With the onset of Spring, nature’s last call towards getting fit for the summer months, the time for procrastination is at an end; how the season is spent will be determined by the efforts that you put forth now.
That said, there’s no better way to shed fat than to put on muscle; cardio has its place but purely for aesthetics, strength training is the priority. Living in the tight quarters of a dorm can prove a challenge for a vigorous workout and sometimes a trip to the gym just isn’t an option. Fortunately, bodyweight calisthenics can prove to be both challenging and economical. No one would know that better than the US Armed Forces. Which is why the work out below is tailored to the type of functional strength training they perform to undergo some of the most difficult tasks in the world. As far as equipment all you really need is a yoga mat and that’s optional
No military training regimen would be complete without the perennial pushup; simple yet effective, the push up is a compound exercise working the chest, core, shoulders, biceps, and triceps. The execution is relatively straightforward, the hands should be beneath the shoulders, elbows at your sides, feet together, no sagging at the hips(you’re miss on a great core workout!); a perfect line should be able to be drawn from the back of your shoulders down to the heels of your feet. On the downward motion, bend at the elbows and touch your chest to the floor; on the way up, contracting your chest and arm muscles, drive down through the heels of your palm. Your core should be tight the entire time. Simple variations of the exercise will emphasize efforts on a different set of muscles. A wider pushup will focus on the chest, diamond grip on the tris; rotating your hands inwards will put more stress on the biceps. Should a regular push up become too easy, incorporate a plyo or hand clap push up to add some explosiveness and recruit some fast twitch muscle fibers.
Real power comes from the legs so there’s really no getting around working the lower extremities, painful as it may be. Standing shoulder width apart with your weight sitting on your heels(you should be able to rock back on your feet), drop your hips then bend at the knees to recruit more of the glute muscle, dropping just past parallel before driving upwards again. Your quads, glutes, and hamstrings will be tested but the results will be worth the effort; as the largest muscle groups in your body, working the legs will promote growth in other areas as well, through the hormones released from their exertion. Not to mention the mundane day to day tasks will cost you much less effort, whether it be climbing up the stairs or running between classes. Once again for some added difficulty add some jump squats in the mix by dropping your weight then popping up as high as you can; just watch the overhead fan and be mindful of your downstairs neighbor.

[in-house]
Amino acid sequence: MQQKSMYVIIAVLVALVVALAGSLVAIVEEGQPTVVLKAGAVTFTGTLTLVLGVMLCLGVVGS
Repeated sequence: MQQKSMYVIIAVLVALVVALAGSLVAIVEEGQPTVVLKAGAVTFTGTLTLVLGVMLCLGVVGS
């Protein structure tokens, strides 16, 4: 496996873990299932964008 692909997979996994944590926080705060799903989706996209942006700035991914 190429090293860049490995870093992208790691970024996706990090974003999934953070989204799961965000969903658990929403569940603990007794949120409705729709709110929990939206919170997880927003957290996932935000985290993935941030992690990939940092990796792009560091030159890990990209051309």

Not to beat on a dead horse but the emphasis on the legs is for real, though lunges are a different sort of exercise; more closely resembling the movements we use in our day to day routine. Each leg works of its own accord in tandem instead of simultaneously as in with squats; this also helps promote balance as you rotate between sides. Standing shoulder width apart, step forward with one leg, dropping the hips and bending the knees, careful not to let the kneecap extend past your toes; this will take away from the contraction of your quad and hip muscles. Drive up and repeat on the other side making sure to stop at the neutral position, unless you’re ready for jump lunges in which you drop and hop back up landing on the other leg.
Finally, to bring it all together, developing the core to get those coveted 6 pack abs, as well as getting the heart rate up, Mountain Climbers are an easy way to add some aerobic exercise alongside strengthening. Much like the push-up, start with your hands shoulder-width apart, one leg extended, the other bent and drawn up to your shoulder. Proceed to alternate skipping back and forth between legs, each time bringing the knee to the elbow. Once you get the rhythm of it, up the tempo to incorporate the lungs and breath some fire! That euphoric feeling at the end of your workout is worth it.
This is merely a quick rundown of a typical home workout when space is limited: these movements can be modified in countless ways to add variety or difficulty. Stand fast to your goals and develop unyielding discipline, but most importantly have fun with it and dive headlong into the challenge, knowing that with each painful repetition you are drawing closer a better you!
About the author:
Genesis Soto is a Psychology student at the Metropolitan State University of Denver and US Navy veteran. A wordsmith honing his literary edge, when not engaged in his craft, he can be found practicing mixed martial arts or immersed in nature. Genesis lives in the Mile High city in beautiful Colorado by the splendor of the mountains.